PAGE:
What do the academics say? How an intention to move effects turnout

Welcome to the latest in our occasional series highlighting interesting findings from academic research. Today – how intention to move home influences turnout in Britain.

The finding is from “Geographic Mobility, Social Connections and Voter Turnout” by Keith Dowding, Peter John and Daniel Rubenson (Journal of Elections, Public Opinion and Parties, Vol. 22 No.2, May 2012):

We have shown that the intention to move [home] will reduce the probability that someone will vote, suggesting that people take into account the benefits consequent upon their vote when deciding whether to cast a ballot. Those intending to move are less likely to gain benefits from the representatives for whom they are voting if they think they will not be in the community in the near future … Our results indicate that the effect is stronger in the case of local elections.

The maximum effect they found was for someone in a local election who has not been involved in any local group, club or organisation in the last 12 months. For such people an intention to move reduces turnout by nearly 8 percentage points. The size of that effect drops as people have greater ties to local groups or if the election is a general election.

Although political campaigns rarely have information about whether someone is intending to move, this finding is a reminder of the value of targeting properties with a high turnover of population as they are likely to contain people who fall into this lower turnout pattern.

The likely lower turnout, or conversely the greater the benefit for a campaign of targeting ‘get out the vote’ efforts, is all the more the further away from a polling station the property is. As for what messages will motivate people to vote, remember the benefits of reminding people how many other people do vote.

You can read the other posts in our What do the academics say? series here.

* Mark Pack is Party President and is the editor of Liberal Democrat Newswire.

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  • Richard Dean 8th May '12 - 9:57pm

    These academic study things always admit to several interpretations. What the academics seems to have come up with is an explanation that fits certain assumptions, that things have to be complicated, and that people take account of the benefits to them of voting in locations where their future is. But there is at least one simpler explanation. Here it is:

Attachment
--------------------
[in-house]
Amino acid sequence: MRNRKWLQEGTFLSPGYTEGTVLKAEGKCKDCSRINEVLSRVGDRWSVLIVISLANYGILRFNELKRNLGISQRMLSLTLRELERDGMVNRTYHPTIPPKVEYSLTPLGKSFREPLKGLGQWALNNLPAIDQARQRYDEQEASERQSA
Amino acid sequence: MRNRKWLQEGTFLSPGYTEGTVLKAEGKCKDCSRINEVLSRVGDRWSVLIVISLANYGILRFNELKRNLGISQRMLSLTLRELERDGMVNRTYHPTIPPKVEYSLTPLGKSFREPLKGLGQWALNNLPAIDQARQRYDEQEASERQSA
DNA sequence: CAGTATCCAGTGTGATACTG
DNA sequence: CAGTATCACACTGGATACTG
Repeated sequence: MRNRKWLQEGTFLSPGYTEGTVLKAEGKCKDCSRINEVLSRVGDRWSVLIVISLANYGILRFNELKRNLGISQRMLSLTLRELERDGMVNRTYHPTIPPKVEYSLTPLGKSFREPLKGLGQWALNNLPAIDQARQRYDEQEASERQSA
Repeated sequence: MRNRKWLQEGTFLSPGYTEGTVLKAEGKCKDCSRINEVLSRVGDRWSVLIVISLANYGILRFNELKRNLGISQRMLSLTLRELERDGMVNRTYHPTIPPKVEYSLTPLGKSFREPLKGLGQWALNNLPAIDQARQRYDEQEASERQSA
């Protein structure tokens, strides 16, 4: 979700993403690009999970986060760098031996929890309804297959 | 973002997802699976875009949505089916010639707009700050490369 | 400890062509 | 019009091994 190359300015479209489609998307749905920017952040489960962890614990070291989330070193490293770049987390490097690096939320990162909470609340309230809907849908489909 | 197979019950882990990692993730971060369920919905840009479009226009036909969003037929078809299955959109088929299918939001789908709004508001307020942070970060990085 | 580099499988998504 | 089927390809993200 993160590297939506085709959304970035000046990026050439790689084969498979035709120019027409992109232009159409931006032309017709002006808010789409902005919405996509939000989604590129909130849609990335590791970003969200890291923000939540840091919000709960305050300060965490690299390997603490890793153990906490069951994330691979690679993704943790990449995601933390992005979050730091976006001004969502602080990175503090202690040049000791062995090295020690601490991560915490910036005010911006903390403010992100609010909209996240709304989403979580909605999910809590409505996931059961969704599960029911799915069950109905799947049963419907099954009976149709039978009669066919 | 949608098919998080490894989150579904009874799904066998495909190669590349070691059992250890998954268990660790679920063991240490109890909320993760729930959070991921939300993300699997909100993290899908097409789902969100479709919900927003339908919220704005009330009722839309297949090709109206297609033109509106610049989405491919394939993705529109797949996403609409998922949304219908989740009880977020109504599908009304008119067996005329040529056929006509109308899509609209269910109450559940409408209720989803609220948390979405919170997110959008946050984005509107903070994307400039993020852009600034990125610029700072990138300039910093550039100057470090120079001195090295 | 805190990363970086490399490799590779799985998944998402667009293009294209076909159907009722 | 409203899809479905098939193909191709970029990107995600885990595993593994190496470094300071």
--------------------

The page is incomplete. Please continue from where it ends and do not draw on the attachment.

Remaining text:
If I was intending to move, I’d have a lot more on my mind than usual … packing, transport, costs, breakages, insurance, new neighbours, … so voting would natural take a lower priority than otherwise. Obviously if the election seemed more important, like a GE, the relative change of priortities might be less, and if I was still active with friends in the cmmunity, I’d be less likely to change my behaviour until the last minute before moving.

    This seems to fit the data of the study juts as well! Did the academics explore ths possibility? One reason that a correct explanation is important is what you point out – being effort-effective in targetting elector groups.

  • I agree with Richard, we could have told you that! But given that large swathes of potential electors just don’t bother to vote is more important than the smaller scenarios referred to here, we need to tackle that larger disinterest. When voters say ‘they are all the same’, ‘what difference does it make’, ‘I am not interested/don’t understand politics’ we have a bigger job to do than just worry about which doors we knock up. We need to assess why people really take up these positions, do they really think it is futile? why do they think councillors are in it for themselves? why do they see us as all the same? why do the ones who want to protest about the system vote for the horrendous marginal parties? where do they get their ideas from? and lots of other questions. The answers to these will inform what needs to be done.

  • Talk about research into the bleedin’ obvious, Mark! You learn these things as you go around canvassing. Richard’s points are also valid. What you find generally in local elections, and IMO one of the reasons why local turnouts are lower than national, is that people who are more involved in their local community have a greater tendency to vote. Many people are hardly involved at all.Preparing to move is just a special case of less involvement. Younger, and “non-family” people often have less local involvement, and so turnout is lowered for these people. In order to encourage them, you have to find something relevant to them. Doorstep research on this will only make people more wary of you (unless they know you anyway!!)

  • Guy Patterson 10th May '12 - 9:54am

    I would draw the reverse conclusion: if you are leaving the area then it does not matter how strong the party message is, the answer will simply be ‘ I shant be here’. Much better to work in the more favourable areas where you will be taking votes away from the other parties.

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